It’s a well-known fact that muscle loss can be a side effect of aging. No matter how much work we put in when we’re younger, certain physical changes are going to make it much harder to maintain that hard-earned muscle, let alone gain more, when we’re old. Now, that’s not the same as saying that decline is inevitable. It just means you’re going to need some extra planning and effort if you want your muscle at its best.
Age-related muscle loss is known as sarcopenia and can start as young as 35. It’s normally about a 1%, maybe 2% decline a year, although it may increase once you’re past 60. Not everyone will lose muscle at the same rate. People with severe sarcopenia are more likely to experience falls, chronic pain, disease, and other health problems. It can also make the activities of daily living – ordinary things like going shopping or brushing your teeth – much harder.
There are a few things that contribute to sarcopenia. Muscle fibers deteriorate and are not fully replaced. Energy-producing mitochondria become less efficient and reduce in number. Your testosterone levels drop. Nerve signals are no longer transmitted properly. It all adds up, but it’s not the end of the story.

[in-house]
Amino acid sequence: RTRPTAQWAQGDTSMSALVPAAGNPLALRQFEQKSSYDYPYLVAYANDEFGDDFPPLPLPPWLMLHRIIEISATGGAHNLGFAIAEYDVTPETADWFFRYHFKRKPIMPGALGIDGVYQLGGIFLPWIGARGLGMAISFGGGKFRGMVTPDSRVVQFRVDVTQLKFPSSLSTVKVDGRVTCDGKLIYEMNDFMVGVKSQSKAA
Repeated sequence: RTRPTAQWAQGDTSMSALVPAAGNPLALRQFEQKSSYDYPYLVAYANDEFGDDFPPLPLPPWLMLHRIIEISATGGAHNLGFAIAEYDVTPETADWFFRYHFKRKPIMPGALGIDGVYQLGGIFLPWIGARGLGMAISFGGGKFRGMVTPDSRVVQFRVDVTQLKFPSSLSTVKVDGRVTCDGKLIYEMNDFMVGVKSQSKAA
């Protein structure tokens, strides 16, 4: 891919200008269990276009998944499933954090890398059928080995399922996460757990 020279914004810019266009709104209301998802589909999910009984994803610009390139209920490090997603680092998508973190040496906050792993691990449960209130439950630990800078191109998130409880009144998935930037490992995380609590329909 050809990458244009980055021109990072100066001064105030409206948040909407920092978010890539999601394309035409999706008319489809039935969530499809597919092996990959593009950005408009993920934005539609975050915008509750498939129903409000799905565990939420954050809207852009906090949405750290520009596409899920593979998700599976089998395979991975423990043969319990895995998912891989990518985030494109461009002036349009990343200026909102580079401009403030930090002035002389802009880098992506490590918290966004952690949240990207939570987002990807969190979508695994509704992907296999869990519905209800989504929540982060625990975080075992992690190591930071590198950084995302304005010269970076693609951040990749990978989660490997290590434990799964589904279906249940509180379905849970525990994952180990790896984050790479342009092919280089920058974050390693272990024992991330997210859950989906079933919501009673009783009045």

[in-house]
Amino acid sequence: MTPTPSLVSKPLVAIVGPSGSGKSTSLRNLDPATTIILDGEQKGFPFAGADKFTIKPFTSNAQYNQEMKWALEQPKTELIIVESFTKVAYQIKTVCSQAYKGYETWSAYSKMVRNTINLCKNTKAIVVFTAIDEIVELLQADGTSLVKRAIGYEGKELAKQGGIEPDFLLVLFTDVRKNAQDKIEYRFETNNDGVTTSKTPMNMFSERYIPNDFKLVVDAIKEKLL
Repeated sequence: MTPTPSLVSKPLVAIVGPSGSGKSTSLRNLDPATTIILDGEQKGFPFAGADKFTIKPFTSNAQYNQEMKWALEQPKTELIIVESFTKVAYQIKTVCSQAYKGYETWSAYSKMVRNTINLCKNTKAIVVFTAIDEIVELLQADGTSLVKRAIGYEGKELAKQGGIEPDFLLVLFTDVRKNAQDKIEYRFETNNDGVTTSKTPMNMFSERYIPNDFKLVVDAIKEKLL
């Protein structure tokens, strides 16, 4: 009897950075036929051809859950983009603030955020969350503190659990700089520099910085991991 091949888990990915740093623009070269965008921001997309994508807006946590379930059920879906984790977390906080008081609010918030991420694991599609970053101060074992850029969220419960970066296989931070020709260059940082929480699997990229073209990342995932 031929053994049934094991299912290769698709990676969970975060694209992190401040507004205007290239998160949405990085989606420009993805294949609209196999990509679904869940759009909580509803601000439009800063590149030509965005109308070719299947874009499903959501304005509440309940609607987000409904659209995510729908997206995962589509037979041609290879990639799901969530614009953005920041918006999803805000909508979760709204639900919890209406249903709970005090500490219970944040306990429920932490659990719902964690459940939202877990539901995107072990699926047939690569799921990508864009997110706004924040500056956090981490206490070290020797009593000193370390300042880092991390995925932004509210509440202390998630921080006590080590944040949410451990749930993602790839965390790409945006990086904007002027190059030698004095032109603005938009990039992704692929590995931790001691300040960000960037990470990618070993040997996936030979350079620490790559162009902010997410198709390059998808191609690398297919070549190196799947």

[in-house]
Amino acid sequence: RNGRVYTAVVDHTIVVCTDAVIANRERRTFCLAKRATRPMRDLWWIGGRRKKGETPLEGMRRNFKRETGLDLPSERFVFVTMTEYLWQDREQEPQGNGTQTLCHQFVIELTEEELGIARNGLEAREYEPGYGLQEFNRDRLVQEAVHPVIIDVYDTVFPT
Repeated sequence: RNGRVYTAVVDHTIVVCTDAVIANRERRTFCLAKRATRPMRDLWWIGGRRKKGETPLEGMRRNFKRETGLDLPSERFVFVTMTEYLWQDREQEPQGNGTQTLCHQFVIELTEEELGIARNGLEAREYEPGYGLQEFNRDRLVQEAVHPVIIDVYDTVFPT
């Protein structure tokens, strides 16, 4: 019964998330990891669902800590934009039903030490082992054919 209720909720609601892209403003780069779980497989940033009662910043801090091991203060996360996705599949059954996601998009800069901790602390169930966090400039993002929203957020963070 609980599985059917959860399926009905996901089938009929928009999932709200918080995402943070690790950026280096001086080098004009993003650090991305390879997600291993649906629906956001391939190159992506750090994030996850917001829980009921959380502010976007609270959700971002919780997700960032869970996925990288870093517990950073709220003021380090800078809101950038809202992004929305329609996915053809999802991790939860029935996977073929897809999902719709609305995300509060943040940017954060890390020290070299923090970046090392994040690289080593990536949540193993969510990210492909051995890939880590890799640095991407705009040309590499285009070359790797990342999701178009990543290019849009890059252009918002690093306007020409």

The single best thing you can do to combat age-related muscle loss is to keep exercising. Weight training in particular is good for encouraging your muscles to keep building, repairing and growing. It can be a bit trickier than it was in your youth, so it may help to find a personal trainer with experience working with older clients, but it’s by no means impossible.
You just need to be aware of any limitations you may face in terms of things like mobility. You still need to work with your body, not against it. Consider doing fewer repetitions, for example, although you can still use heavier weights (unless it’s too uncomfortable). Pay extra attention to your legs if you want to avoid falls and stay comfortable walking. Take your recovery periods and rest days more seriously so you have time to heal.
Sarcopenia is no reason to despair. Research suggests that if you keep doing your strength training, its effects can be muted and maybe even outright stopped. There’s even a suggestion that the decline can be reversed if you have already started losing muscle.